OPI Products Inc. has put social media at the heart of its communications strategy, and Suzi Weiss-Fischmann, executive vice president and cofounder of the nail lacquer company that was acquired by Coty Inc. in 2010, thinks all consumer goods companies have to do the same if they hope to survive.
“Clearly, customers expect more from brands today,” she declared. “They expect brands to understand, engage with them, listen to their needs, have a dialogue and create products that fit real needs.”
OPI has a presence on 11 social media platforms that cumulative reach roughly 1.7 million well-connected consumers. OPI has nearly 1.3 million fans on Facebook and more than 100,000 Twitter and 23,000 Pinterest followers. OPI has attracted around 33,000 followers on Instagram, its fastest-growing social network, in just three months.
“Our customers are on the move using smartphones, tablets, desktops, laptops. Our aim is to always offer something new, exciting and fresh everywhere our customers go,” said Weiss-Fischmann. “The most successful social media campaign surrounds customers with online experiences that allow them to select how they interact with your brands.”
In an example of OPI’s 360-degree digital approach, Weiss-Fischmann outlined the brand’s social media efforts for its Minnie Mouse collection. In July 2012, OPI launched a nail design contest on Facebook with a post that was seen 300,000 times and garnered more than 10,000 likes and almost 1,500 shares. That was followed by a contest called Memories With Minnie that generated in excess of 2,000 entries. In addition, OPI put a link to a vintage Minnie YouTube video on Facebook, and that video received some 48,000 views.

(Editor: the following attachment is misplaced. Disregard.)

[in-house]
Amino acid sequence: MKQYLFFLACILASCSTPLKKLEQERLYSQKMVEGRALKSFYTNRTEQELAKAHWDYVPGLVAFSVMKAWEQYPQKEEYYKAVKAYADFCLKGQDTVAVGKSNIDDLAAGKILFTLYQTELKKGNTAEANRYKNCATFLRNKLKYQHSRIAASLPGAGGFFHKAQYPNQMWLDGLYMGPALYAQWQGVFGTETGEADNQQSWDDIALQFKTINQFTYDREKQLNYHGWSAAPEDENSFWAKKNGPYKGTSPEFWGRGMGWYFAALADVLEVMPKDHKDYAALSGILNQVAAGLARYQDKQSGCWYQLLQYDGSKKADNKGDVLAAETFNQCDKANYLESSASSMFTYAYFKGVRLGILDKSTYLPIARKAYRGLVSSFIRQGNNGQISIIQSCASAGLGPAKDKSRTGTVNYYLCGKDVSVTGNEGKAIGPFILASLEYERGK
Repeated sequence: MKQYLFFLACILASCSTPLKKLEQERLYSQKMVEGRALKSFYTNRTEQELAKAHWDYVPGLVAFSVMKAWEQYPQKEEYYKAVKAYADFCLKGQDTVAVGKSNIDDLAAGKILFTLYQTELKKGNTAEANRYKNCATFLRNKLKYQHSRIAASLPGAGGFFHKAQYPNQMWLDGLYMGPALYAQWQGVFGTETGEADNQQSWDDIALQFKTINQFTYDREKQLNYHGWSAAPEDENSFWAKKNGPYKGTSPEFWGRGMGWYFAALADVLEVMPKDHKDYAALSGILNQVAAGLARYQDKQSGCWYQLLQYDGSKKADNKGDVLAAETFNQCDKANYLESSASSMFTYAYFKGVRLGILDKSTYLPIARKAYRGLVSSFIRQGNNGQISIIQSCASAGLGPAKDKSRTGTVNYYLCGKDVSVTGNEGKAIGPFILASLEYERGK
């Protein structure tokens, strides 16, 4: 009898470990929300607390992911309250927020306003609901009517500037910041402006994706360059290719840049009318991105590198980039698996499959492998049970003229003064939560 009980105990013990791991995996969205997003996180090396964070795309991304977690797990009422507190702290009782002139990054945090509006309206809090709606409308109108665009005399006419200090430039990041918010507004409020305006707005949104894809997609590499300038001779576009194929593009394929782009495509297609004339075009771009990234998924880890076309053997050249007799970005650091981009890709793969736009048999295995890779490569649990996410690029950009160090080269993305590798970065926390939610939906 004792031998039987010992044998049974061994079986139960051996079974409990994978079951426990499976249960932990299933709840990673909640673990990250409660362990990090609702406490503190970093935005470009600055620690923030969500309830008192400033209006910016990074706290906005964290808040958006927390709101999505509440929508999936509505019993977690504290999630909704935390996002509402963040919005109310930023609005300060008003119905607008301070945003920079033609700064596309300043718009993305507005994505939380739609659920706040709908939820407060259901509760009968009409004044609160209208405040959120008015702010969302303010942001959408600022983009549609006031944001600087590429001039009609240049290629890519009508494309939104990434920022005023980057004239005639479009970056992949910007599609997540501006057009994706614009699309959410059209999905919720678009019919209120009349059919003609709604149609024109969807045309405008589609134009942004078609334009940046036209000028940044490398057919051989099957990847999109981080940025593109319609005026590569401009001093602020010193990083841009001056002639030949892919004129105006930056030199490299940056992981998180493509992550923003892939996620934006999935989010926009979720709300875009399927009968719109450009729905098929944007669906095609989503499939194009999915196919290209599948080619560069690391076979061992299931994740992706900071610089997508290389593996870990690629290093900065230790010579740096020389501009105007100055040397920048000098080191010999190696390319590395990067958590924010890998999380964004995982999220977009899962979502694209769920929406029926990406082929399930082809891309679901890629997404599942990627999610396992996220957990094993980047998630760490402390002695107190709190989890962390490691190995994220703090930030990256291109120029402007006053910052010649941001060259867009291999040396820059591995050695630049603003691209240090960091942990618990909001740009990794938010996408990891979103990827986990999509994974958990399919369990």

This year, OPI extended its Minnie social media campaign to raise awareness of its Couture de Minnie collection by providing daily Facebook content, including nail looks, giveaways and videos. The brand has also partnered with a blogger to supply nail design content. On a weekly basis, OPI shows Minnie emerging from her digital dressing room with a new outfit and invites its fans to participate in a contest by submitting nail designs that go with the outfits. On its Web site, OPI has a nail design gallery with looks, while on YouTube there are tutorials to demonstrate how customers can achieve the looks, and on Pinterest there are images to provide inspiration to them.
“All of this activity will culminate in a real face-to-face event that brings bloggers, winners and me together for a newsworthy party to generate video and photo ops for — what else? — more incredible digital content,” said Weiss-Fischmann.
OPI has learned many lessons from its participation in social media. Weiss-Fischmann noted that customers tend to reject overly promotional messages, and OPI sticks to the rule of thumb that no more than 20 percent of its social media content should be promotional. She emphasized as well that brands should invest in professional-quality videos, should seek a level of transparency in the digital arena that aligns with their brand values and voice, and should respond to negative comments that pop up on social media.
“Always say thank you, even for negative comments. Women in particular appreciate humility,” said Weiss-Fischmann. “Admitting mistakes or saying you can do something better in the future goes a long way towards building trust.”
Although companies can utilize analytics to figure out which social media networks work better for them, Weiss-Fischmann cautioned that pinpointing the return on investment from social media can be difficult. Instead, she advised that companies concentrate on a measure she dubbed “ROR,” the return on relationship. “What a company must put its faith in is that building relationships always builds loyalty and ultimately sales,” she said.
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